Valerie Rose, (NHS should not be sold from under us, Craven Herald letters February 25) takes issue with the report from the Institute of Economic Affairs regarding the public response to the performance of the NHS during the Covid crisis. Whilst it is right that we should recognise the professionalism, hard work and dedication shown by staff in the NHS, the point the IEA was perhaps trying to make was that these qualities are not limited to the UK.

Have not health care staff in other countries such as Italy, France and even the USA, working in very different health care systems, also shown equal dedication?

Clap for carers started in Italy I believe as a way for Italians to show their appreciation for their health care workers

As the IEA say in their report: "It should go without saying that if the UK did not have the NHS it would not have no healthcare system. It would have a different healthcare system.” Valerie states that a healthcare system based on insurance payments would exclude those who cannot afford to pay! Really, try telling that to the Dutch. Their system is based on everyone being required to join one of several, mostly not for profit insurance schemes.

The government gives assistance to those on lower incomes and children are covered by the state.

The system is highly regulated by the Dutch government which makes sure that all parts of the system, hospitals.

GPs, ambulance services etc. work closely together to provide a seamless service whilst not themselves getting involved in the delivery. The Dutch government describe their system as 'managed competition'. Contributions are also collected from employers.

This system has managed to get cover to in excess of 99 per cent of the Dutch population.

Valerie mentions the Covid vaccine rollout and indeed the UK and NHS have much to be proud of in this respect, but the country leading the pack with over 90 per cent of its citizens given some protection is Israel. Israel also has an insurance based system, with every citizen required by law to join one of four non-profit insurance schemes, which cannot by law refuse membership.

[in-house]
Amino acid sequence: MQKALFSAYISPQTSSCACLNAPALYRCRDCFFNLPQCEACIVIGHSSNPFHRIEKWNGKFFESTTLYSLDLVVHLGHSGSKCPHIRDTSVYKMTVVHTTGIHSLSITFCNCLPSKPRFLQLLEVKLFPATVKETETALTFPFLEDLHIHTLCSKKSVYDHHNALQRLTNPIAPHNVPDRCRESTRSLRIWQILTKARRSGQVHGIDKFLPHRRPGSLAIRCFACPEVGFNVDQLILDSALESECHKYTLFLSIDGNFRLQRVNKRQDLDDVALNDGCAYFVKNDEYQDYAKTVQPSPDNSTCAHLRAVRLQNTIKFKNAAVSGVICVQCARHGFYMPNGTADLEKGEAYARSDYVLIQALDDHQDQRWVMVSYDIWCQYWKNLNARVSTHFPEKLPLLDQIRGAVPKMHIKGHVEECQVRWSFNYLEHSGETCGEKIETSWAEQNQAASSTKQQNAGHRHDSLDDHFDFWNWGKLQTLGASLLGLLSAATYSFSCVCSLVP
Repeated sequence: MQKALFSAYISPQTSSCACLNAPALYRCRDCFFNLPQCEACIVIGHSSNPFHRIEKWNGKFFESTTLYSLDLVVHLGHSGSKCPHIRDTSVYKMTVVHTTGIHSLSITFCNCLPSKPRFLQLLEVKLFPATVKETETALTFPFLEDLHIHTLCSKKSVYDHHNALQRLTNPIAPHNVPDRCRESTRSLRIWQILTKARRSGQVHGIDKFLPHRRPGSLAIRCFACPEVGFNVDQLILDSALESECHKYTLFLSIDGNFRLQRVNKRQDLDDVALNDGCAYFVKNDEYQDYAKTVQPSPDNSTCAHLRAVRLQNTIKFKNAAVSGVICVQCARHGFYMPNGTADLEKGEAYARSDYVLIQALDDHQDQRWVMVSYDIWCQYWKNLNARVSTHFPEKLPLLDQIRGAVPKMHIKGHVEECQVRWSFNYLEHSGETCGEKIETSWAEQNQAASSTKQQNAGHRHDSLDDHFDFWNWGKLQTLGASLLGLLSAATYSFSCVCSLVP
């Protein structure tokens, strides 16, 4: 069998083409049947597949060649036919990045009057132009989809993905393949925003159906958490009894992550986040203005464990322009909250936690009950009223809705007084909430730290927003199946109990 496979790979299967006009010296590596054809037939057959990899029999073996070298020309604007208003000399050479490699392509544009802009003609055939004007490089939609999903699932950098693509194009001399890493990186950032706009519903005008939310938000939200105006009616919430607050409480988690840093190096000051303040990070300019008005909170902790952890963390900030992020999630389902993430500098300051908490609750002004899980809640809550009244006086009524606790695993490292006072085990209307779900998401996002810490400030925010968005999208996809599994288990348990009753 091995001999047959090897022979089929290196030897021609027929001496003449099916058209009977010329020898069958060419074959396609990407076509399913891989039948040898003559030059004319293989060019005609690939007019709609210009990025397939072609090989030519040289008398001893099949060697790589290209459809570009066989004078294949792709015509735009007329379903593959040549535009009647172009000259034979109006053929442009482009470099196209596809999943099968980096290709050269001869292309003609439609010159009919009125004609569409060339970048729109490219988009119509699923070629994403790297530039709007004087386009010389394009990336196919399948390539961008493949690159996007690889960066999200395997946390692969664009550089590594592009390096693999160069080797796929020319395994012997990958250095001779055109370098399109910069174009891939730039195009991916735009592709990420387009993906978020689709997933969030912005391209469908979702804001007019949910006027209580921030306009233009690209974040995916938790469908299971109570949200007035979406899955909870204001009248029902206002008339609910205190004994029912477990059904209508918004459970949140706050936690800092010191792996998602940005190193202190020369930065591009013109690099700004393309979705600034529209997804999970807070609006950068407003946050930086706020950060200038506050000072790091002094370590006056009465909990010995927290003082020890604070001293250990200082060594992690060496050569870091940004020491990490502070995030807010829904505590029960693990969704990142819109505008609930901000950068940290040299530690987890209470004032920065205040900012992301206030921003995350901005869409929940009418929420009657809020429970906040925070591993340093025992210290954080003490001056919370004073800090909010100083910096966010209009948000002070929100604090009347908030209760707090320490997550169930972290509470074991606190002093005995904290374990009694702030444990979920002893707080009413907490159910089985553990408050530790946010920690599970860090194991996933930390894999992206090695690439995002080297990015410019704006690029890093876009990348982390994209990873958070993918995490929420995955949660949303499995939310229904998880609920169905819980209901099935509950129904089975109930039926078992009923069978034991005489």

3.1 per cent of salary or unemployment benefit is deducted and paid into the scheme and issued to the insurance groups on a pro-rata basis.

Higher earners pay 5 per cent on earnings above a certain level so contribute more in proportion.

Even the USA with its messy healthcare arrangements have managed to vaccinate 20 per cent of its population. All this suggests its not just the type of health service but the ability of the government to acquire and distribute vaccines which makes the difference.

Both the Israel and Dutch systems are highly regarded. The Dutch healthcare system came 2nd out of 35 in the 2018 European Health Consumer Index report on european health care systems (UK 16th).

Both the Israeli and Dutch systems were radically reorganised in the recent past (Israel 1995, Holland 2006) in order to face the challenges of the 21st century, we in the UK on the other hand are still working with a healthcare system basically unchanged since the 1940s.

So in reality the NHS provides a service which is better than its detractors suggest but not as good as its un-critical supporters would like to think.

So the challenge for the UK surely is how do we make our healthcare system fit for the 21st century.

Are we as a country ready to look at how the best of the best provide healthcare and see if there is anything we can learn, or will we just retreat into the bunker and shout 'privatisation' at the mere hint of anyone suggesting there may be a better way?

Andrew Diggens